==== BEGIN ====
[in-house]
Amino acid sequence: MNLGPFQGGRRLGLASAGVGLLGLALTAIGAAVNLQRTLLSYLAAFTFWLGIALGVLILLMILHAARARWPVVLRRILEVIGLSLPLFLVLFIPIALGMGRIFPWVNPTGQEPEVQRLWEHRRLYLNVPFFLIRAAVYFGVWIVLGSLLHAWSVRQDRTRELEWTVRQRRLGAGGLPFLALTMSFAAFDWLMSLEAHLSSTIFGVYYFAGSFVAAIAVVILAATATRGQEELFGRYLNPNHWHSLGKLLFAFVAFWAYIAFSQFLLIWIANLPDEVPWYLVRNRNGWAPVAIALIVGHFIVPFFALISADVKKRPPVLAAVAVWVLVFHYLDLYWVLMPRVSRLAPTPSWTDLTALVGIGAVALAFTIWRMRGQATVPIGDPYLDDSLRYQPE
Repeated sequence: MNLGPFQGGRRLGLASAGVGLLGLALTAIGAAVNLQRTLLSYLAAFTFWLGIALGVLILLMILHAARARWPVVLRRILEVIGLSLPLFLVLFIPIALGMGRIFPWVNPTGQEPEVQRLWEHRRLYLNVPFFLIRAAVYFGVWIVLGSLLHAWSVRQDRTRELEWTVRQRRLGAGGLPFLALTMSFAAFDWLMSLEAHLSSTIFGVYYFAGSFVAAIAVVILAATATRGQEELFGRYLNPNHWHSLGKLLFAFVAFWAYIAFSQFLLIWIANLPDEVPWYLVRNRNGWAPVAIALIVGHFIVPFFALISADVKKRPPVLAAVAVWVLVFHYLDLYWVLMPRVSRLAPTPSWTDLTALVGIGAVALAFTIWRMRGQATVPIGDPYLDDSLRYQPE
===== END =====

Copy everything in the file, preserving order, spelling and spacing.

[in-house]
Amino acid sequence: MNLGPFQGGRRLGLASAGVGLLGLALTAIGAAVNLQRTLLSYLAAFTFWLGIALGVLILLMILHAARARWPVVLRRILEVIGLSLPLFLVLFIPIALGMGRIFPWVNPTGQEPEVQRLWEHRRLYLNVPFFLIRAAVYFGVWIVLGSLLHAWSVRQDRTRELEWTVRQRRLGAGGLPFLALTMSFAAFDWLMSLEAHLSSTIFGVYYFAGSFVAAIAVVILAATATRGQEELFGRYLNPNHWHSLGKLLFAFVAFWAYIAFSQFLLIWIANLPDEVPWYLVRNRNGWAPVAIALIVGHFIVPFFALISADVKKRPPVLAAVAVWVLVFHYLDLYWVLMPRVSRLAPTPSWTDLTALVGIGAVALAFTIWRMRGQATVPIGDPYLDDSLRYQPE
Repeated sequence: MNLGPFQGGRRLGLASAGVGLLGLALTAIGAAVNLQRTLLSYLAAFTFWLGIALGVLILLMILHAARARWPVVLRRILEVIGLSLPLFLVLFIPIALGMGRIFPWVNPTGQEPEVQRLWEHRRLYLNVPFFLIRAAVYFGVWIVLGSLLHAWSVRQDRTRELEWTVRQRRLGAGGLPFLALTMSFAAFDWLMSLEAHLSSTIFGVYYFAGSFVAAIAVVILAATATRGQEELFGRYLNPNHWHSLGKLLFAFVAFWAYIAFSQFLLIWIANLPDEVPWYLVRNRNGWAPVAIALIVGHFIVPFFALISADVKKRPPVLAAVAVWVLVFHYLDLYWVLMPRVSRLAPTPSWTDLTALVGIGAVALAFTIWRMRGQATVPIGDPYLDDSLRYQPE